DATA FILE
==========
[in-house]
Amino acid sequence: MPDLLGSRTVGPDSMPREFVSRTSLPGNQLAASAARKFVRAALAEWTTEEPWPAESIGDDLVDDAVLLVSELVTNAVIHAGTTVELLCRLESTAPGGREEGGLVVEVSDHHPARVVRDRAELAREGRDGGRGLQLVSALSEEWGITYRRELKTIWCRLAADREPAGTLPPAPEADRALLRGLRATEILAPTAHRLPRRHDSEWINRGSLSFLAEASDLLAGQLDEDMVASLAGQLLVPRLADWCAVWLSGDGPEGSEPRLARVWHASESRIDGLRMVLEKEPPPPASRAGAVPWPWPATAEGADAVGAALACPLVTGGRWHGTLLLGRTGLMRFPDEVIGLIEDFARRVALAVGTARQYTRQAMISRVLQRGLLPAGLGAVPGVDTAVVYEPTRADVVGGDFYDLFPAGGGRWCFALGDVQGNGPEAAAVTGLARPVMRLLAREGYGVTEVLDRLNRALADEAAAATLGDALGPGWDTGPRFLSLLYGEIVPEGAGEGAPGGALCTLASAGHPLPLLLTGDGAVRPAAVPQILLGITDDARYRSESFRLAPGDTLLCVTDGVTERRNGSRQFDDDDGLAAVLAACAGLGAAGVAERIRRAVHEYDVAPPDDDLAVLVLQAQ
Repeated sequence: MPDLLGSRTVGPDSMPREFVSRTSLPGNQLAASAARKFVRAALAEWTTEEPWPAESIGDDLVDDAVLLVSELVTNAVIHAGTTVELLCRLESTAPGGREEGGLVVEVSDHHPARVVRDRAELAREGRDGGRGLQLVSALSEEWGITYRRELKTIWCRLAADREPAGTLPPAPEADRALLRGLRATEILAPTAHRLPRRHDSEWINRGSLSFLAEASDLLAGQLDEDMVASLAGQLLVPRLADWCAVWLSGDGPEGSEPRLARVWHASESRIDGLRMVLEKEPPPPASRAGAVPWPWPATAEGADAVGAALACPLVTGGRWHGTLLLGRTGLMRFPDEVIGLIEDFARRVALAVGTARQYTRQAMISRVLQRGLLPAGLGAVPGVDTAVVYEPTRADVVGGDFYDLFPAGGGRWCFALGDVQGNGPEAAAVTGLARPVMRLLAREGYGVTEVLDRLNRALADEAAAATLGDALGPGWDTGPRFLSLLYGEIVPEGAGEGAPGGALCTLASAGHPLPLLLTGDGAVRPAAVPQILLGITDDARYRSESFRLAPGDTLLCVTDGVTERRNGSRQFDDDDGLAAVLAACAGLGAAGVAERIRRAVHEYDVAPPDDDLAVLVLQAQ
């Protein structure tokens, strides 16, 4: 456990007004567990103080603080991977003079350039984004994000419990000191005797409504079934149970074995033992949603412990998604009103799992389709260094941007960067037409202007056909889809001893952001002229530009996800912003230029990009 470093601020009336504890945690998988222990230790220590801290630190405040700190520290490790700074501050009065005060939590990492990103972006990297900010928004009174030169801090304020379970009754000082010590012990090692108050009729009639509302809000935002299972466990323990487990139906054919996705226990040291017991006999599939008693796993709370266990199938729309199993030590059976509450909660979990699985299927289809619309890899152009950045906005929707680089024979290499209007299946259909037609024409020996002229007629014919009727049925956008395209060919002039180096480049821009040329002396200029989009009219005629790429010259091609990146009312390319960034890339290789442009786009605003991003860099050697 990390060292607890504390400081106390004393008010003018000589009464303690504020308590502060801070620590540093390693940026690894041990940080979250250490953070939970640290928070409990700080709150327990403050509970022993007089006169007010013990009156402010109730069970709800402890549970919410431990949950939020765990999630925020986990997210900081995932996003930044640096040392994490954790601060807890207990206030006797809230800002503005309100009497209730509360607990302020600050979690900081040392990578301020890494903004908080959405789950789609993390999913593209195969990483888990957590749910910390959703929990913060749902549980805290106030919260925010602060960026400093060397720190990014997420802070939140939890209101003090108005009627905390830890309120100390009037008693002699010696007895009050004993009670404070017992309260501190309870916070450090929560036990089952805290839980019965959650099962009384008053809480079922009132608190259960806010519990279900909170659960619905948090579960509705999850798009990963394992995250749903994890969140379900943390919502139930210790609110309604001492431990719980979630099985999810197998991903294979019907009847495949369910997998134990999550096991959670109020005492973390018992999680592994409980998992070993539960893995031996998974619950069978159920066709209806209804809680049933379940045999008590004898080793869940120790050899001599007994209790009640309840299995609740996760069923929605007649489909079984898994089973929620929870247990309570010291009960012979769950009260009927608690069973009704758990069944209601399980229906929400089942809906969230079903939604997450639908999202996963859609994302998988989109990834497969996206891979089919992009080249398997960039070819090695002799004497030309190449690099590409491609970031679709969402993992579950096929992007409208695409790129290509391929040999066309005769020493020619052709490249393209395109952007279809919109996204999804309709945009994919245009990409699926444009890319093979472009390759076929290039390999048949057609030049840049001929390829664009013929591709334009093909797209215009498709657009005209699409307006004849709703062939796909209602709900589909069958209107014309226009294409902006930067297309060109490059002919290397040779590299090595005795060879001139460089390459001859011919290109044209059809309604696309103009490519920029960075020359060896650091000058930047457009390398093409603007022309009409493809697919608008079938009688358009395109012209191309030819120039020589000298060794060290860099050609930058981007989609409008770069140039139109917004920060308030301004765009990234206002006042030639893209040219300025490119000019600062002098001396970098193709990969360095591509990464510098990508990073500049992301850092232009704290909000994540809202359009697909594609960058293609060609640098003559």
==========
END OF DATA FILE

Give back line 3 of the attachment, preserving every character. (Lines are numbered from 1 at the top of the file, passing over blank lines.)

Repeated sequence: MPDLLGSRTVGPDSMPREFVSRTSLPGNQLAASAARKFVRAALAEWTTEEPWPAESIGDDLVDDAVLLVSELVTNAVIHAGTTVELLCRLESTAPGGREEGGLVVEVSDHHPARVVRDRAELAREGRDGGRGLQLVSALSEEWGITYRRELKTIWCRLAADREPAGTLPPAPEADRALLRGLRATEILAPTAHRLPRRHDSEWINRGSLSFLAEASDLLAGQLDEDMVASLAGQLLVPRLADWCAVWLSGDGPEGSEPRLARVWHASESRIDGLRMVLEKEPPPPASRAGAVPWPWPATAEGADAVGAALACPLVTGGRWHGTLLLGRTGLMRFPDEVIGLIEDFARRVALAVGTARQYTRQAMISRVLQRGLLPAGLGAVPGVDTAVVYEPTRADVVGGDFYDLFPAGGGRWCFALGDVQGNGPEAAAVTGLARPVMRLLAREGYGVTEVLDRLNRALADEAAAATLGDALGPGWDTGPRFLSLLYGEIVPEGAGEGAPGGALCTLASAGHPLPLLLTGDGAVRPAAVPQILLGITDDARYRSESFRLAPGDTLLCVTDGVTERRNGSRQFDDDDGLAAVLAACAGLGAAGVAERIRRAVHEYDVAPPDDDLAVLVLQAQ